NEW TECHNOLOGIES BUT OLD METHODS IN TERRORISM FINANCING
Research Brief No.2 from Project CRAAFT at RUSI on 22 July says that as the world has moved more of its day-to-day functions online and embraced things like online retailers and marketplaces, new financial technologies and cryptocurrency, as well as social media and crowdfunding platforms, terrorists have followed suit – in such things as online retailers and marketplaces, cryptocurrencies, social media and crowdfunding.
THE LEBANESE HIZBULLAH FINANCING THREAT IN EUROPE
On 23 April, Research Brief No.1 from Project CRAAFT at RUSI says that Hizbullah gets the majority of its funding and weapons from Iran, but the group also runs parallel independent fundraising and arms procurement efforts around the world, including in Europe, to complement its state sponsorship from Iran. The paper looks at its criminal enterprises, abuse of charity and its businesses.
CALL FOR NEW GUYANESE GOVERNMENT TO RENEGOTIATE EXXON’S ‘EXPLOITATIVE’ OIL DEAL
On 19 August, an article on Ekklesia said that Global Witness has called on Guyana’s new government to immediately investigate and renegotiate Exxon’s exploitative oil license, ensuring the country has the funds needed to rebuild after divisive elections and a debilitating pandemic. The NGO has previously revealed that Guyana could lose billions of US dollars from a 2016 Exxon oil deal, according to a report by a financial analyst firm. Exxon’s licence is the subject of ongoing litigation in Guyana, with civil society groups arguing it is illegal. And in August, the UN Human Rights Committee demanded Guyana both address reports of corruption during the award and state how oil drilling was compatible with efforts to fight climate change.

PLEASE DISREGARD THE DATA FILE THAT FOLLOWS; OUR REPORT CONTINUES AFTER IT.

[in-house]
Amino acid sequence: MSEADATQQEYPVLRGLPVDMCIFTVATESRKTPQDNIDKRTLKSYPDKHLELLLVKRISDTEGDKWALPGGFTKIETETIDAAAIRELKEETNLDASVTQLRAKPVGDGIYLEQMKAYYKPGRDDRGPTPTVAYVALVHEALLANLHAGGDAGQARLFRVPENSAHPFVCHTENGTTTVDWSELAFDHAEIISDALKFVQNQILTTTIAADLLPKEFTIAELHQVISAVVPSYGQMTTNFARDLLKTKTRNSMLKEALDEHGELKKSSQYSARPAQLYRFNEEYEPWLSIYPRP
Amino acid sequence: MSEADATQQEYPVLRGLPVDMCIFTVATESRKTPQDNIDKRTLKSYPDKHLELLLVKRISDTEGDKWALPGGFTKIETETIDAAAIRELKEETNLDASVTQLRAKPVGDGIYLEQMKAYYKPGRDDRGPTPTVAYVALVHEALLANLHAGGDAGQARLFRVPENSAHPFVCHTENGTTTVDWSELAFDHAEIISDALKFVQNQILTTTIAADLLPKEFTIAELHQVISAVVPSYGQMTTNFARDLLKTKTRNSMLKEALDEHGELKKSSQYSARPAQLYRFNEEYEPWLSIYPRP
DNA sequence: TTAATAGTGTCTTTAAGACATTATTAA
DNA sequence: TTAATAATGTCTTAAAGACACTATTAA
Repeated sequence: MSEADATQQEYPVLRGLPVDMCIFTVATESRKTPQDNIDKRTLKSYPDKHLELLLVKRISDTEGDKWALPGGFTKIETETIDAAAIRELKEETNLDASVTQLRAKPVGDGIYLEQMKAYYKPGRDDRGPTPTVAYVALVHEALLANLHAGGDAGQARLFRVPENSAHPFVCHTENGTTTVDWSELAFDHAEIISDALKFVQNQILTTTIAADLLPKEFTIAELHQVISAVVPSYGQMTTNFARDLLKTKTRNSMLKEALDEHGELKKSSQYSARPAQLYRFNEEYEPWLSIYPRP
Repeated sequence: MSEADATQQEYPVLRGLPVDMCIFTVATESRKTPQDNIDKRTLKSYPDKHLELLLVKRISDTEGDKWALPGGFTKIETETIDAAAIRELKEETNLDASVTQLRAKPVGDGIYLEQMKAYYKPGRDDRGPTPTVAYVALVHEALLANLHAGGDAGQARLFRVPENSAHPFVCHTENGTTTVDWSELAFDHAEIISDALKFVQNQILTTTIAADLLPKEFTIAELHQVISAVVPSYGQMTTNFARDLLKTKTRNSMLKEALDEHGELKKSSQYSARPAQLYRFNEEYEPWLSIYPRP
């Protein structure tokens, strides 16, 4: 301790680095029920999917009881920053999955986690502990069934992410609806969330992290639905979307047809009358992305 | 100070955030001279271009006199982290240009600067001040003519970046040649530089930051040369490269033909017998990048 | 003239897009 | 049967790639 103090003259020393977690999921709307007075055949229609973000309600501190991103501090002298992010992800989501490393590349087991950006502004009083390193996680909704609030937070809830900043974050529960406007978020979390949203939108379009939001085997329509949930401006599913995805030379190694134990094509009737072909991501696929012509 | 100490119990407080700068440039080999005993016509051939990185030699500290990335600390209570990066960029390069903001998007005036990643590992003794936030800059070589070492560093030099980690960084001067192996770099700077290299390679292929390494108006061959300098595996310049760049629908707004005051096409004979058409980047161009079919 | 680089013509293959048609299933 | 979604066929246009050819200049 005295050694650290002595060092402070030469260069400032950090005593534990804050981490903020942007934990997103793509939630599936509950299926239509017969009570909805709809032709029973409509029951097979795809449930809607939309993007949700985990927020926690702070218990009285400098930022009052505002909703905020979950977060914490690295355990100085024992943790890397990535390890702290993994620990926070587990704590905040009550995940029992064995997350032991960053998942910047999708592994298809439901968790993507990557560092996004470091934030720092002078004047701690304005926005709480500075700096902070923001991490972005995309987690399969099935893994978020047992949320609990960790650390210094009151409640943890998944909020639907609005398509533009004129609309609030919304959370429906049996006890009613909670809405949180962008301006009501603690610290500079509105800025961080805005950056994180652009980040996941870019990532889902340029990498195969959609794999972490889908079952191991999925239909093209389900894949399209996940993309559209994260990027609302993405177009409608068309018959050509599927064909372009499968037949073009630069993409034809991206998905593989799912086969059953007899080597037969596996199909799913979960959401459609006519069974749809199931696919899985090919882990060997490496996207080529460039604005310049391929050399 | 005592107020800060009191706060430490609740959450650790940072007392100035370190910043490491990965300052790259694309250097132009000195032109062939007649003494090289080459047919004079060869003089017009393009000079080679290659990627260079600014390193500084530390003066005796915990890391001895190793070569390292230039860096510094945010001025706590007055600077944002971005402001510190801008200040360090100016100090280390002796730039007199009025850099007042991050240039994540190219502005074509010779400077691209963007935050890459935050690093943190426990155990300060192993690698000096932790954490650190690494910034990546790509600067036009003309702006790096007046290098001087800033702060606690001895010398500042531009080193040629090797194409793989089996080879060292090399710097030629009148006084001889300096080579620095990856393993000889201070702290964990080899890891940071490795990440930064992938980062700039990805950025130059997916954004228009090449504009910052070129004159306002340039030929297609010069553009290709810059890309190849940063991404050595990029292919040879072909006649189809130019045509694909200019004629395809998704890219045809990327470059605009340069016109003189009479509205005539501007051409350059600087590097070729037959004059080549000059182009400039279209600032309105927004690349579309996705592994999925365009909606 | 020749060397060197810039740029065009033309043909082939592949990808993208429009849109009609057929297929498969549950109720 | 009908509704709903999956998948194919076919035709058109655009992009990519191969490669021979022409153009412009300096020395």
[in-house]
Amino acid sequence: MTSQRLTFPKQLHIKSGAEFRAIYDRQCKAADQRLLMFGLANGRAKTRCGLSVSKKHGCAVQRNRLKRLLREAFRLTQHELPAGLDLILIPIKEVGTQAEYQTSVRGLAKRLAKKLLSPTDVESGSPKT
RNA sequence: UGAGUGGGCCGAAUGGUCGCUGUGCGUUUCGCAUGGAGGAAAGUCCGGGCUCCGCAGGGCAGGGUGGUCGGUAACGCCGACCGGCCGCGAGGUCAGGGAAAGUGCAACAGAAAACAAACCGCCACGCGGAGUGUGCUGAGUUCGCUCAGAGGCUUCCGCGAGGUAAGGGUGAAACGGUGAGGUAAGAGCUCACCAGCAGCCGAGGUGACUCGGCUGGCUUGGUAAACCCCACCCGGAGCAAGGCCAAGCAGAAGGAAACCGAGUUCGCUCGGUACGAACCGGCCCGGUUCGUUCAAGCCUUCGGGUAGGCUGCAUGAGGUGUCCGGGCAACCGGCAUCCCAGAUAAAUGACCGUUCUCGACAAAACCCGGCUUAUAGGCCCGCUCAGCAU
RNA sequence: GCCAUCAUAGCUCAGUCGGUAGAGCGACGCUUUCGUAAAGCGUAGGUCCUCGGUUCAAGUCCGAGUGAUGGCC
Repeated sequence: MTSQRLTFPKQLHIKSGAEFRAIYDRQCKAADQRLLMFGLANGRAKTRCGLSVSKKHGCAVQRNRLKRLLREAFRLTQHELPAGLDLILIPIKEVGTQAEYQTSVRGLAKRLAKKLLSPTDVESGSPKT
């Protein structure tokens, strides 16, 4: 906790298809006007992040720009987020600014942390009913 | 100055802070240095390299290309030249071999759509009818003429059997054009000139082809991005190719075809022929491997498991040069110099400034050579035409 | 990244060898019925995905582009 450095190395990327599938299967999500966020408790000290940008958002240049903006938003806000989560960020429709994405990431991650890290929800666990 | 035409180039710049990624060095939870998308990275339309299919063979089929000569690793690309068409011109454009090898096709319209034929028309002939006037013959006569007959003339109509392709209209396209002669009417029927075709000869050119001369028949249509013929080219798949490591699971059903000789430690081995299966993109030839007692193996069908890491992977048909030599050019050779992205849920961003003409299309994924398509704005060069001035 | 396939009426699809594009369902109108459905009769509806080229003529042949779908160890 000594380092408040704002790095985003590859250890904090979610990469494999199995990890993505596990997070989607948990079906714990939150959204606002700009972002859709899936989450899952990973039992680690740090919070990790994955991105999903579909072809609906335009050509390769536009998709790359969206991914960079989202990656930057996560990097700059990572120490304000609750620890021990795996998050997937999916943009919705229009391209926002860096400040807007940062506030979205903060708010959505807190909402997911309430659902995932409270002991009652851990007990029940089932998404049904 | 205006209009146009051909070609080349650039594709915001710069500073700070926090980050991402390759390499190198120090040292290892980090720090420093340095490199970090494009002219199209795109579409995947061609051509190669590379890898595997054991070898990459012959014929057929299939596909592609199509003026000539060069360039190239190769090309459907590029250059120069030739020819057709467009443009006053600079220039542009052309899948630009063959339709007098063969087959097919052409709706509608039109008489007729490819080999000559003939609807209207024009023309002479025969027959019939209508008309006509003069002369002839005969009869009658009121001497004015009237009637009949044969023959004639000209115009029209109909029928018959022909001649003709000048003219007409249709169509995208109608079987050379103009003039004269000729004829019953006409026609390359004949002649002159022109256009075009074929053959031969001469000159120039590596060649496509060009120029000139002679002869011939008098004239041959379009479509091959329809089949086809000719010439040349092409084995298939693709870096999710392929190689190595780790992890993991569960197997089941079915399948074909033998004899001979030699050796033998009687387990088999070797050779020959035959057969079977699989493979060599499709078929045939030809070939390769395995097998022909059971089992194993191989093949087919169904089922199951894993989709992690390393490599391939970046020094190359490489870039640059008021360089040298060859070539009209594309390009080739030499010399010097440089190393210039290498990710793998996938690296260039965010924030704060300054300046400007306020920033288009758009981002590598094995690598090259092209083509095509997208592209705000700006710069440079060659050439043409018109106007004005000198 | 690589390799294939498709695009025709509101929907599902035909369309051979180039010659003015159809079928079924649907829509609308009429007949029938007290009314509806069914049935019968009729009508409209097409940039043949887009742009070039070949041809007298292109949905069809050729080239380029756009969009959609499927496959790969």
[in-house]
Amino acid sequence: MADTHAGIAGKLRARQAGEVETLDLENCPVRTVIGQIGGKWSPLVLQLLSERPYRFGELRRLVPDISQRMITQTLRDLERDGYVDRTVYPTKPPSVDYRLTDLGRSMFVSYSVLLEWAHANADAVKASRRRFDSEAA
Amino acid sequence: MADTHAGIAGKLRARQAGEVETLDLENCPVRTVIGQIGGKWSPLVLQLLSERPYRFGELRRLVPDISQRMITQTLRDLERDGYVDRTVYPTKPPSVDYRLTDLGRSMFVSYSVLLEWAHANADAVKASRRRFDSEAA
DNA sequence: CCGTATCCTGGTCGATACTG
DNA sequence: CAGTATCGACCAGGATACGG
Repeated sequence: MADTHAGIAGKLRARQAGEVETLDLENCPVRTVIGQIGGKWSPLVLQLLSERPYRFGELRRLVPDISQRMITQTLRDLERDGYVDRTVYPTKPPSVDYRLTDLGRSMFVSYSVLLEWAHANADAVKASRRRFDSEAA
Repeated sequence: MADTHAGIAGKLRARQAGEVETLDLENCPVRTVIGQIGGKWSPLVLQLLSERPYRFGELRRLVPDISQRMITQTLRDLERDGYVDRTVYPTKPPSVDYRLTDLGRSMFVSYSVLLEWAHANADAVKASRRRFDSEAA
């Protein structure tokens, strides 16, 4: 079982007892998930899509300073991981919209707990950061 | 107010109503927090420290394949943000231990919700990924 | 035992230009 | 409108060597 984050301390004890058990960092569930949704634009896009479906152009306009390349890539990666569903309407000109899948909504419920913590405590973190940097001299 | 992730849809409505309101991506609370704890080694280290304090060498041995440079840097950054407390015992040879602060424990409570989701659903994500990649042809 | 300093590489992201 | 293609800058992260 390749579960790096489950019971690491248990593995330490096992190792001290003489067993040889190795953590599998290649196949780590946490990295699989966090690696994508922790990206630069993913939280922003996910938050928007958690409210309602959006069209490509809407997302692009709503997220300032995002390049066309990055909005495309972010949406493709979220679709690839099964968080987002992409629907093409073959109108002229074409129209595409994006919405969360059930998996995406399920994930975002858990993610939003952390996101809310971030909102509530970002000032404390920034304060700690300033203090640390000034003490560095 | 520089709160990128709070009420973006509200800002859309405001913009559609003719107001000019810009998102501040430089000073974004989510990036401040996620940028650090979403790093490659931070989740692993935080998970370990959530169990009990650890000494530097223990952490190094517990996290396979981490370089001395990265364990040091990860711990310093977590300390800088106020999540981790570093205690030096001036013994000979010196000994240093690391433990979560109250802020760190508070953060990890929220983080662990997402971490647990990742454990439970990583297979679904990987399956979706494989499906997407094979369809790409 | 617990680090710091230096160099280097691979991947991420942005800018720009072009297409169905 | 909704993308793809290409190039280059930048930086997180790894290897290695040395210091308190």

COVID-19 HAS BROUGHT A WAVE OF EMAIL PHISHING ATTACKS THAT TRY TO TRICK WORK-AT-HOME EMPLOYEES INTO GIVING AWAY CREDENTIALS NEEDED TO REMOTELY ACCESS THEIR EMPLOYERS’ NETWORKS
A post on the Krebs on Security blog on 19 August about a voice phishing service that uses a combination of one-on-one phone calls and custom phishing sites to steal VPN credentials from employees. It is said that the gang involved gang has a remarkably high success rate, and operates primarily through paid requests or “bounties,” where customers seeking access to specific companies or accounts can hire them to target employees working remotely at home.
KUWAIT: RESTRICTIONS EXPLORED TO PROTECT GOLD TRADE FROM MONEY LAUNDERING
On 19 August, the Kuwait Times reported predictions that stricter customs monitoring procedures and restrictions on importing gold will soon be issued to limit illegal practices in Kuwait. It is said that coordination is currently ongoing between official money laundering bodies and the customs directorate.
ROMANIA OVERPAID €356 MILLION COMPENSATION FOR PROPERTY SEIZED BY THE COMMUNISTS